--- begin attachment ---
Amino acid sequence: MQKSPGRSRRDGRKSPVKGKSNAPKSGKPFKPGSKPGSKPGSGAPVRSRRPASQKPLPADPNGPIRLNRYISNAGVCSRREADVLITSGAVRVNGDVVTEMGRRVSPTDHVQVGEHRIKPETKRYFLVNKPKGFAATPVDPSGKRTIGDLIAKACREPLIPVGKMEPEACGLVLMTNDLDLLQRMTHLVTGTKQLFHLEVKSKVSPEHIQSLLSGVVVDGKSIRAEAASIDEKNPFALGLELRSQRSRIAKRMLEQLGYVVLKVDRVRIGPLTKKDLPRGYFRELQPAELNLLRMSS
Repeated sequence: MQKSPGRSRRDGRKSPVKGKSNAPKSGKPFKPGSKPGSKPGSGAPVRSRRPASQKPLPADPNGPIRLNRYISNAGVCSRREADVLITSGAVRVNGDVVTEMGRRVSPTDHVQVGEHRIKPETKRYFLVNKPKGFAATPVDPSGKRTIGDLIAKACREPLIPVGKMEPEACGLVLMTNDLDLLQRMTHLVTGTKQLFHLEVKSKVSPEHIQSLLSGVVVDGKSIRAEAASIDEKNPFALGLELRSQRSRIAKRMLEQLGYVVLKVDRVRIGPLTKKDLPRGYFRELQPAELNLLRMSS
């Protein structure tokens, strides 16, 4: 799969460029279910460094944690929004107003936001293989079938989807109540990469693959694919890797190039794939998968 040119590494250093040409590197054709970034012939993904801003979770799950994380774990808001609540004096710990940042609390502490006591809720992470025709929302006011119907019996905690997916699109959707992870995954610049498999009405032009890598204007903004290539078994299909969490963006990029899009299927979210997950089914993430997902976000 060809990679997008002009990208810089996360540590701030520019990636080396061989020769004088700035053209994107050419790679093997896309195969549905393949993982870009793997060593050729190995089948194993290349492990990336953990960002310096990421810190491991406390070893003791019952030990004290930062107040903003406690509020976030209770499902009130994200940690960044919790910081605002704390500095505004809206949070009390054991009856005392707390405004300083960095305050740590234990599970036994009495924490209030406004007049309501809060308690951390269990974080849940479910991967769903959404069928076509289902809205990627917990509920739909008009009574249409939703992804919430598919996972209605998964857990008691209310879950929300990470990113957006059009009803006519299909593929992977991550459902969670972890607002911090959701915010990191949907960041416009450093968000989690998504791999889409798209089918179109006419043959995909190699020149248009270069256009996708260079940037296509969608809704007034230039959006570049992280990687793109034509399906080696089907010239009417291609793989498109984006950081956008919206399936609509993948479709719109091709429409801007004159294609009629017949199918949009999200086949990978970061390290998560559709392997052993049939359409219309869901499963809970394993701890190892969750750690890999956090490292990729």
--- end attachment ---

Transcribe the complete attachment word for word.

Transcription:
Amino acid sequence: MQKSPGRSRRDGRKSPVKGKSNAPKSGKPFKPGSKPGSKPGSGAPVRSRRPASQKPLPADPNGPIRLNRYISNAGVCSRREADVLITSGAVRVNGDVVTEMGRRVSPTDHVQVGEHRIKPETKRYFLVNKPKGFAATPVDPSGKRTIGDLIAKACREPLIPVGKMEPEACGLVLMTNDLDLLQRMTHLVTGTKQLFHLEVKSKVSPEHIQSLLSGVVVDGKSIRAEAASIDEKNPFALGLELRSQRSRIAKRMLEQLGYVVLKVDRVRIGPLTKKDLPRGYFRELQPAELNLLRMSS
Repeated sequence: MQKSPGRSRRDGRKSPVKGKSNAPKSGKPFKPGSKPGSKPGSGAPVRSRRPASQKPLPADPNGPIRLNRYISNAGVCSRREADVLITSGAVRVNGDVVTEMGRRVSPTDHVQVGEHRIKPETKRYFLVNKPKGFAATPVDPSGKRTIGDLIAKACREPLIPVGKMEPEACGLVLMTNDLDLLQRMTHLVTGTKQLFHLEVKSKVSPEHIQSLLSGVVVDGKSIRAEAASIDEKNPFALGLELRSQRSRIAKRMLEQLGYVVLKVDRVRIGPLTKKDLPRGYFRELQPAELNLLRMSS
């Protein structure tokens, strides 16, 4: 799969460029279910460094944690929004107003936001293989079938989807109540990469693959694919890797190039794939998968 040119590494250093040409590197054709970034012939993904801003979770799950994380774990808001609540004096710990940042609390502490006591809720992470025709929302006011119907019996905690997916699109959707992870995954610049498999009405032009890598204007903004290539078994299909969490963006990029899009299927979210997950089914993430997902976000 060809990679997008002009990208810089996360540590701030520019990636080396061989020769004088700035053209994107050419790679093997896309195969549905393949993982870009793997060593050729190995089948194993290349492990990336953990960002310096990421810190491991406390070893003791019952030990004290930062107040903003406690509020976030209770499902009130994200940690960044919790910081605002704390500095505004809206949070009390054991009856005392707390405004300083960095305050740590234990599970036994009495924490209030406004007049309501809060308690951390269990974080849940479910991967769903959404069928076509289902809205990627917990509920739909008009009574249409939703992804919430598919996972209605998964857990008691209310879950929300990470990113957006059009009803006519299909593929992977991550459902969670972890607002911090959701915010990191949907960041416009450093968000989690998504791999889409798209089918179109006419043959995909190699020149248009270069256009996708260079940037296509969608809704007034230039959006570049992280990687793109034509399906080696089907010239009417291609793989498109984006950081956008919206399936609509993948479709719109091709429409801007004159294609009629017949199918949009999200086949990978970061390290998560559709392997052993049939359409219309869901499963809970394993701890190892969750750690890999956090490292990729």